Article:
Sadly, it won’t last forever. Subaru's EyeSight suite of safety and driver-assist features, which includes pre-collision systems like automatic emergency braking, adaptive cruise control, lane-centring and lane-keep assist, lane-sway and -departure warning, and lead vehicle start alert, hasn’t been developed to work with the manual transmission. And the day will come when demand for these technologies outstrips the desire to row one’s own gears. In the meantime, if you prioritize the latter over the former, snap one up while you can.

New Outdoor Trim

Back to the 2.5L engine, which enters the Crosstrek lineup at the new Outdoor trim – the version tested during this first drive.

The acid yellow paint colour shown is exclusive to this new trim, though the matching contrast accents inside come in every Outdoor unit (interior accents are orange in the rest of the trims with the exception of the base model).

The mix of equipment is intended to please outdoorsy types – hence the name – through features like a trim-exclusive dual-mode drive selector designed to improve performance in a variety of conditions, a front-view camera to assist with visibility around blind corners and over steep hills, 17-inch wheels, an upgraded eight-inch infotainment system, and gunmetal grey exterior accents. There’s also a small overhead lamp on the tailgate, which could be handy when unloading gear after dark.

What’s not included is a sunroof of any kind. Subaru Canada’s Crosstrek expert, Brad Evans, says the team considered it, but given that the goal on this trim was to stay below $30,000 before freight and fees – the MSRP lands right at $29,995 – and proper adventurers are just as likely to put bikes or a cargo box on the roof and block out the light anyway, the drawbacks outweighed the benefits. Those who want the upgrade can opt for the Sport or Limited trims instead.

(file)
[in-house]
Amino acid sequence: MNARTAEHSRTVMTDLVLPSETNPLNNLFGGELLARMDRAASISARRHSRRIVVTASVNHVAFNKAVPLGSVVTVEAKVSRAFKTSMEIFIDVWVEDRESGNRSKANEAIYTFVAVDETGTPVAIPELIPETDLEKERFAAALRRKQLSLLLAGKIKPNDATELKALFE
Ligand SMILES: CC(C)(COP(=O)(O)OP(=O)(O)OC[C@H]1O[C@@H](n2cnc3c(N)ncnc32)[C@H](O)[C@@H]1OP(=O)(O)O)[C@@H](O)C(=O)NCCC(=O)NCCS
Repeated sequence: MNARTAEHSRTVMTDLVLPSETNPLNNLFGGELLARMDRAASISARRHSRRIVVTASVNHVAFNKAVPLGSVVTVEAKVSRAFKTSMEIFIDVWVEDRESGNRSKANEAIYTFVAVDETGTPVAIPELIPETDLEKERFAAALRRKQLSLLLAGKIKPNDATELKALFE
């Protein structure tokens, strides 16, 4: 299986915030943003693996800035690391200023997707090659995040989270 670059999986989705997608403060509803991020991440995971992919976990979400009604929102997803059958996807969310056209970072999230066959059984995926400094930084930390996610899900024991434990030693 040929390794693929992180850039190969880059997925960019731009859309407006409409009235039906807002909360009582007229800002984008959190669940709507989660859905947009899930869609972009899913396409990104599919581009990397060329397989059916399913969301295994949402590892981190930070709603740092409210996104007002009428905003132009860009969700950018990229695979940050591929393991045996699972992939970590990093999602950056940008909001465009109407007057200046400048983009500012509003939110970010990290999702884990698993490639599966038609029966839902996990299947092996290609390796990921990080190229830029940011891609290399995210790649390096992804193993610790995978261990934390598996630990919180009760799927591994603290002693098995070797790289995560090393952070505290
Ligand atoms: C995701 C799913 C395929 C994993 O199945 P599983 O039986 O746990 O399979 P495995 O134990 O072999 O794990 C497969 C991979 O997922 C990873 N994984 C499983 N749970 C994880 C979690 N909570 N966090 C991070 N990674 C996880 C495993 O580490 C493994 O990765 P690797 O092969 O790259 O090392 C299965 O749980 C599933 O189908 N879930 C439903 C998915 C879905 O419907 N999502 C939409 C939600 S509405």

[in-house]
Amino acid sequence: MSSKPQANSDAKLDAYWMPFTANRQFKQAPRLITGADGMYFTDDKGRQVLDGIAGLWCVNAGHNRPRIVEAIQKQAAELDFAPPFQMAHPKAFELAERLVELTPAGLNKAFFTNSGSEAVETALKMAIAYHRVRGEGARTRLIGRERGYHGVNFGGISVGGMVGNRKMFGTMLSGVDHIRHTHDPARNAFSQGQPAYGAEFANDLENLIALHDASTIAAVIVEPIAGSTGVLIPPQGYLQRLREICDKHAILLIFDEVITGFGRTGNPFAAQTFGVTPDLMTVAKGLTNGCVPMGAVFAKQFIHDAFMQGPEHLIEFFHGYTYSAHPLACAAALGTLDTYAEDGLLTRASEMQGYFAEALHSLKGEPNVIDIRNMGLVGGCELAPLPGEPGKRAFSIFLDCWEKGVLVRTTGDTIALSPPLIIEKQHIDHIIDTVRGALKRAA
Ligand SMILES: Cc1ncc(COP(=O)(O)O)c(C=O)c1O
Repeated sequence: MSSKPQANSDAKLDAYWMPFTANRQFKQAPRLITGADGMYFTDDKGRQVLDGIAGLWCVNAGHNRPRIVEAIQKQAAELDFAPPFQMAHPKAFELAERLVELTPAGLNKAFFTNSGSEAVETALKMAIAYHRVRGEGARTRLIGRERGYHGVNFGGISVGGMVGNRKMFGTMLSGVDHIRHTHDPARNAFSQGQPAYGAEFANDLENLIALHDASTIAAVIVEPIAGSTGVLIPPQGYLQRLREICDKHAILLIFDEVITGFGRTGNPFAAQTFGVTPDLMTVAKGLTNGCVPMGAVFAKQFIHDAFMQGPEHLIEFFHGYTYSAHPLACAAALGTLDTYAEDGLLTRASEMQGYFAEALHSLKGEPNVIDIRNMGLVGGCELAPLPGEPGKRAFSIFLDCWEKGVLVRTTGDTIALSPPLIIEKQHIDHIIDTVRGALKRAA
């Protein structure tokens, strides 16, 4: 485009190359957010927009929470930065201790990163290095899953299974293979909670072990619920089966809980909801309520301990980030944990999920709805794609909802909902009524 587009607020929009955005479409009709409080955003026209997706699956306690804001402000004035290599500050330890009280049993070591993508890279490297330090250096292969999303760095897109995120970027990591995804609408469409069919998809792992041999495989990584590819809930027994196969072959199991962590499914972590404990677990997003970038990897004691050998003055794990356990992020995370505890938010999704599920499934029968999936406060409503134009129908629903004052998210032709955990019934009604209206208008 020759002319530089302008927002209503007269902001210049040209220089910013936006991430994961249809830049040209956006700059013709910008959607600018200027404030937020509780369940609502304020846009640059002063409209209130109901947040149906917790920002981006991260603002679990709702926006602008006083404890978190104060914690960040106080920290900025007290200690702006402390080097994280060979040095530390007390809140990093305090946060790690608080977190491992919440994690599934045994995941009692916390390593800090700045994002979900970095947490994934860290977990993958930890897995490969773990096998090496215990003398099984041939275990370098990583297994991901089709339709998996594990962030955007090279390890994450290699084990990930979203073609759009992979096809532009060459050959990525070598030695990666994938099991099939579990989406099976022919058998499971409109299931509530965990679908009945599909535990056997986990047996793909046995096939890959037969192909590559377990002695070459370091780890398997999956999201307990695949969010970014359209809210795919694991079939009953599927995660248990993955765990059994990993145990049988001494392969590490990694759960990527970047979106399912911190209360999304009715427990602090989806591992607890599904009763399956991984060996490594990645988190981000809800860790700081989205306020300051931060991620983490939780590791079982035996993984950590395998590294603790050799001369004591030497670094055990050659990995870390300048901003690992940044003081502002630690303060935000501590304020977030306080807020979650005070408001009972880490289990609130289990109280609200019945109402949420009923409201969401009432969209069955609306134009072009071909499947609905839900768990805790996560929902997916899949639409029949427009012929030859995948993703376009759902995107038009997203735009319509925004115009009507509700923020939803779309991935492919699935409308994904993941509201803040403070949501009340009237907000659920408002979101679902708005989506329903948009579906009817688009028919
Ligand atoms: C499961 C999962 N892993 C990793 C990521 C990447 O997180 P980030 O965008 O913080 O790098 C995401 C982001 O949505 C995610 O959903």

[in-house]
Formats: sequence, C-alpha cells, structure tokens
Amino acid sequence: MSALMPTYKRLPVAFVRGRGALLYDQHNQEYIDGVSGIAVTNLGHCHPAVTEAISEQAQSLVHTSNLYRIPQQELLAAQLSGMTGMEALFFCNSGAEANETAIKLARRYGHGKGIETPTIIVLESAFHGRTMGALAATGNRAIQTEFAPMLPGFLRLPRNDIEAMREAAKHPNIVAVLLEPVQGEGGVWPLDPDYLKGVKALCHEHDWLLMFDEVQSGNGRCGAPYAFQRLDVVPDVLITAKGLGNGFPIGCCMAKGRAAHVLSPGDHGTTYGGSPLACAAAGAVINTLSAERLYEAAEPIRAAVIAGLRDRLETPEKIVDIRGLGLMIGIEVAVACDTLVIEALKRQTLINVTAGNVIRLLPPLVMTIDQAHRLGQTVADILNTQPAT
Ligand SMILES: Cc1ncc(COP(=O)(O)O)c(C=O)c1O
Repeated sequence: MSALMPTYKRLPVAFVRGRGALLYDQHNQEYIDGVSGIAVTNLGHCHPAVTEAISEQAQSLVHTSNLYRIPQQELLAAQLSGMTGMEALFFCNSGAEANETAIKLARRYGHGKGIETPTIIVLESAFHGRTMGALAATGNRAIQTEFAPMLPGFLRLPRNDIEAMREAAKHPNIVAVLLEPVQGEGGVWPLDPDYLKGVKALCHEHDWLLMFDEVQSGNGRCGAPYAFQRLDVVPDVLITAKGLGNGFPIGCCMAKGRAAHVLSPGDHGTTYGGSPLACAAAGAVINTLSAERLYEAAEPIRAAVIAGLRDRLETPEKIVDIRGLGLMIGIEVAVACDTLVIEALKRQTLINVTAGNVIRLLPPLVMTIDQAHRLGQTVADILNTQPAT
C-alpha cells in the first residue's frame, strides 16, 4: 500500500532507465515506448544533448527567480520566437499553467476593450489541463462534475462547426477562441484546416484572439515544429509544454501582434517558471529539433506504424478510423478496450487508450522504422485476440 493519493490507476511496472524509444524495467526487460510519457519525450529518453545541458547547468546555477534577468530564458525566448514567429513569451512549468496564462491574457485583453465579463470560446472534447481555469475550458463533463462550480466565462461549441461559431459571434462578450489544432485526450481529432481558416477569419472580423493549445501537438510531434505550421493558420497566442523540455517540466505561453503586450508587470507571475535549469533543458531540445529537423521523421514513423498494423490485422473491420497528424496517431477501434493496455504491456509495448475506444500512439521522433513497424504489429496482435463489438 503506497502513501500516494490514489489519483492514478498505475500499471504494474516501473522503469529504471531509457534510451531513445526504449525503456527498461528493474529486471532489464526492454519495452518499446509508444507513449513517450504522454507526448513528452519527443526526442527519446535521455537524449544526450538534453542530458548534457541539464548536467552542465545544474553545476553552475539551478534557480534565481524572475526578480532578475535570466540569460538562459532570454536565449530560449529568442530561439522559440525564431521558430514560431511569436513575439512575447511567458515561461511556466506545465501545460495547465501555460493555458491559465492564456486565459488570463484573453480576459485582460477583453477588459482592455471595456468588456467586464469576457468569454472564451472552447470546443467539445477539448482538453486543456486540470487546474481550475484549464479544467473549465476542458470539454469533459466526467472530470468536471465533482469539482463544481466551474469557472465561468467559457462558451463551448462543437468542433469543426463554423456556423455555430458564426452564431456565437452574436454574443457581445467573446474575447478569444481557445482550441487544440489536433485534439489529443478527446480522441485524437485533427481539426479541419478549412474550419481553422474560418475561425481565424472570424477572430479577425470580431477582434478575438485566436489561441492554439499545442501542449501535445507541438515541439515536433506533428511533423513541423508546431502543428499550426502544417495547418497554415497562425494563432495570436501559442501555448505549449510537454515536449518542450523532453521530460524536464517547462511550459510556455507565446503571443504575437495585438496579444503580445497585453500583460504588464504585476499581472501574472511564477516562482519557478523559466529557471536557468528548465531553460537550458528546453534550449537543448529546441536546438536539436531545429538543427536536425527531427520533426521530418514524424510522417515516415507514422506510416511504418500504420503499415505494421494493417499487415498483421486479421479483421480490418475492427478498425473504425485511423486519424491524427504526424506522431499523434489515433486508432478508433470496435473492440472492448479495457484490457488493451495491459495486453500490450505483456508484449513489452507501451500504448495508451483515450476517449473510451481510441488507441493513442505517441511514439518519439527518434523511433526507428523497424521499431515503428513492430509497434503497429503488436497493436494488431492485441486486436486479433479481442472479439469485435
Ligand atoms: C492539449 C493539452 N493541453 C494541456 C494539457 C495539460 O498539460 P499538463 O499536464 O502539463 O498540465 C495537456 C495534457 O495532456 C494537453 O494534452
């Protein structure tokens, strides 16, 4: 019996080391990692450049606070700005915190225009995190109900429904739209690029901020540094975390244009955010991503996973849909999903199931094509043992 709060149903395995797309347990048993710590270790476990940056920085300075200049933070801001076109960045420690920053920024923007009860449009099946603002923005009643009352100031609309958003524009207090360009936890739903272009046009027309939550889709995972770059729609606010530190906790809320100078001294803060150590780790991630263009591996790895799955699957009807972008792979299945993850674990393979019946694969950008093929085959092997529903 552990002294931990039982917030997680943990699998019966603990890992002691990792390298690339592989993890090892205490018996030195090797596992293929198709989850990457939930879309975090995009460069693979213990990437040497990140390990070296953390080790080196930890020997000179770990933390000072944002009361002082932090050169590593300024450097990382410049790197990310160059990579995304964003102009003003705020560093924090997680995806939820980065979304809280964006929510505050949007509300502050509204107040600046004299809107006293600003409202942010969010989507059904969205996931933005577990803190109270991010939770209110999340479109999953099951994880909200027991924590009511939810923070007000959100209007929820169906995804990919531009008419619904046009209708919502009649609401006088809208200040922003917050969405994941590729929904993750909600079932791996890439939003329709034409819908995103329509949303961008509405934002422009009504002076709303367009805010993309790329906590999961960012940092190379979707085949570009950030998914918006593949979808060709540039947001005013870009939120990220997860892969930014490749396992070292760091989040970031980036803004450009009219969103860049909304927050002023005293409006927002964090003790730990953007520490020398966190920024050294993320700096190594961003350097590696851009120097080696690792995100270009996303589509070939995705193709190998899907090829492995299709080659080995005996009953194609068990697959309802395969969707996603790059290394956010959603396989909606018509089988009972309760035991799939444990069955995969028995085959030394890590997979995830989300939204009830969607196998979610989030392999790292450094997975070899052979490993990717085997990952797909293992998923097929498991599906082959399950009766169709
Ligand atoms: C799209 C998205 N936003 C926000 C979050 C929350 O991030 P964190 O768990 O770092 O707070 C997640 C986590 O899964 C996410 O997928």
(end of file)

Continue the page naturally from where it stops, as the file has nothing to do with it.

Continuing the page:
If I had one criticism of the Outdoor trim it’s that I wish the audio system was a better. The six-speaker setup doesn’t sound all that great, which might lead audiophiles to upgrade to the Limited trim for the eight-speaker unit it includes, or just consider the Mazda CX-30 instead.

Other Upgrades

Here’s a thoughtful update that should be in a lot more vehicles: the 2021 Crosstrek gets a self-returning light switch that will flip back to auto whenever the vehicle is started regardless of where it was last set. It's a new failsafe to curb what Transport Canada calls "phantom vehicles" – those cruising around after dark, their drivers unaware that their exterior lighting isn't illuminated. 

Lane-centring is now a standard feature in the EyeSight suite, and it's intended to keep the vehicle centred in its lane of travel with adaptive cruise control engaged. In mid-afternoon traffic on Highway 401 I noticed a light ping-ponging sensation; whether I felt the need to correct it because it was bouncing or it was bouncing because I corrected it is up for debate. Regardless, I ended up turning it off.

A heated steering wheel is now equipped on the Touring trim, one level up from the entry-level Convenience.

Available Now

The 2021 Subaru Crosstrek is arriving at dealerships across the country. If you’re among the growing number of Canadians shopping for these smaller crossovers, consider adding this one to your list. It may not be the prettiest or the flashiest little SUV in town, but there’s a lot of performance and value packed into this small package that deserves to be noticed.

Pricing: 2021 Subaru Crosstrek

MSRP listed below do not include $1,800 in freight and PDI.

2021 Subaru Crosstrek Canadian MSRP
Trim Manual CVT (with EyeSight)
Convenience $23,795 $25,795
Touring $26,195 $28,195
Outdoor N/A $29,995
Sport $28,795 $31,395
Limited N/A $34,495